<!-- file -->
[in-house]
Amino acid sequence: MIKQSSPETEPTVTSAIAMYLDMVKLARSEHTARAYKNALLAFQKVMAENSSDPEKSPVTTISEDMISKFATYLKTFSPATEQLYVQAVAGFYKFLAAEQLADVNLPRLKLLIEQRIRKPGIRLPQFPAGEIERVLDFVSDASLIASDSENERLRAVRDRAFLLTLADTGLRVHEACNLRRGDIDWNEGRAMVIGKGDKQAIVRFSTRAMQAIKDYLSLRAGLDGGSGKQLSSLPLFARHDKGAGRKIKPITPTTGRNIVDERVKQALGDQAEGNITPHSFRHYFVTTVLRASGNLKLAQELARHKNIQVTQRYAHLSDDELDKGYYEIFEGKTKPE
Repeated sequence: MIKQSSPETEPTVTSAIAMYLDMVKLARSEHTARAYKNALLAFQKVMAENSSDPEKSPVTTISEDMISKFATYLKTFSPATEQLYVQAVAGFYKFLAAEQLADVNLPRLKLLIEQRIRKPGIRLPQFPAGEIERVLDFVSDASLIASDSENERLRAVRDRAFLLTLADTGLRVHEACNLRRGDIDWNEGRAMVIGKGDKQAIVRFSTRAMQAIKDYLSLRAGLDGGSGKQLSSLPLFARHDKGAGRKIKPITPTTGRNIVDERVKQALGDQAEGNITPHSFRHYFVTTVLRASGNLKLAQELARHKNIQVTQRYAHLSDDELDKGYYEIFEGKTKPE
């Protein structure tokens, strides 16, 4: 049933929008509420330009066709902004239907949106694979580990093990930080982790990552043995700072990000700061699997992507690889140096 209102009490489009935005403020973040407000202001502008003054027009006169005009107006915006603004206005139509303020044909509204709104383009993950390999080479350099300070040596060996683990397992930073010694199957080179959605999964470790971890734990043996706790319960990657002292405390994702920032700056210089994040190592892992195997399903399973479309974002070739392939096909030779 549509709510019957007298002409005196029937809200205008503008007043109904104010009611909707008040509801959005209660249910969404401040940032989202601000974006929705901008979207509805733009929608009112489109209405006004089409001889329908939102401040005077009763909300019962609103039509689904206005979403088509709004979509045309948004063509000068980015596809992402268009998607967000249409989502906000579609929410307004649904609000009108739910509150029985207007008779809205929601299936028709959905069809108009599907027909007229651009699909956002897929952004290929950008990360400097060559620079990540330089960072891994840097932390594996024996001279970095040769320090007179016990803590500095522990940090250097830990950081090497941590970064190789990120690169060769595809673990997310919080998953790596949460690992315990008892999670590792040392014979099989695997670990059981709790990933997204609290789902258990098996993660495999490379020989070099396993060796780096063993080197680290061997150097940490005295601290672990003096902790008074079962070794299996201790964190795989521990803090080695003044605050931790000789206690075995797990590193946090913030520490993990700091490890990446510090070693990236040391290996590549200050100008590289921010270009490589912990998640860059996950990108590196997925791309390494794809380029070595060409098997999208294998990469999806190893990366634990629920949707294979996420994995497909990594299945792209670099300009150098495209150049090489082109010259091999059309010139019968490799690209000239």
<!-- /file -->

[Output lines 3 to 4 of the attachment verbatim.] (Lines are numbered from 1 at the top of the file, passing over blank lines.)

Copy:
Repeated sequence: MIKQSSPETEPTVTSAIAMYLDMVKLARSEHTARAYKNALLAFQKVMAENSSDPEKSPVTTISEDMISKFATYLKTFSPATEQLYVQAVAGFYKFLAAEQLADVNLPRLKLLIEQRIRKPGIRLPQFPAGEIERVLDFVSDASLIASDSENERLRAVRDRAFLLTLADTGLRVHEACNLRRGDIDWNEGRAMVIGKGDKQAIVRFSTRAMQAIKDYLSLRAGLDGGSGKQLSSLPLFARHDKGAGRKIKPITPTTGRNIVDERVKQALGDQAEGNITPHSFRHYFVTTVLRASGNLKLAQELARHKNIQVTQRYAHLSDDELDKGYYEIFEGKTKPE
């Protein structure tokens, strides 16, 4: 049933929008509420330009066709902004239907949106694979580990093990930080982790990552043995700072990000700061699997992507690889140096 209102009490489009935005403020973040407000202001502008003054027009006169005009107006915006603004206005139509303020044909509204709104383009993950390999080479350099300070040596060996683990397992930073010694199957080179959605999964470790971890734990043996706790319960990657002292405390994702920032700056210089994040190592892992195997399903399973479309974002070739392939096909030779 549509709510019957007298002409005196029937809200205008503008007043109904104010009611909707008040509801959005209660249910969404401040940032989202601000974006929705901008979207509805733009929608009112489109209405006004089409001889329908939102401040005077009763909300019962609103039509689904206005979403088509709004979509045309948004063509000068980015596809992402268009998607967000249409989502906000579609929410307004649904609000009108739910509150029985207007008779809205929601299936028709959905069809108009599907027909007229651009699909956002897929952004290929950008990360400097060559620079990540330089960072891994840097932390594996024996001279970095040769320090007179016990803590500095522990940090250097830990950081090497941590970064190789990120690169060769595809673990997310919080998953790596949460690992315990008892999670590792040392014979099989695997670990059981709790990933997204609290789902258990098996993660495999490379020989070099396993060796780096063993080197680290061997150097940490005295601290672990003096902790008074079962070794299996201790964190795989521990803090080695003044605050931790000789206690075995797990590193946090913030520490993990700091490890990446510090070693990236040391290996590549200050100008590289921010270009490589912990998640860059996950990108590196997925791309390494794809380029070595060409098997999208294998990469999806190893990366634990629920949707294979996420994995497909990594299945792209670099300009150098495209150049090489082109010259091999059309010139019968490799690209000239």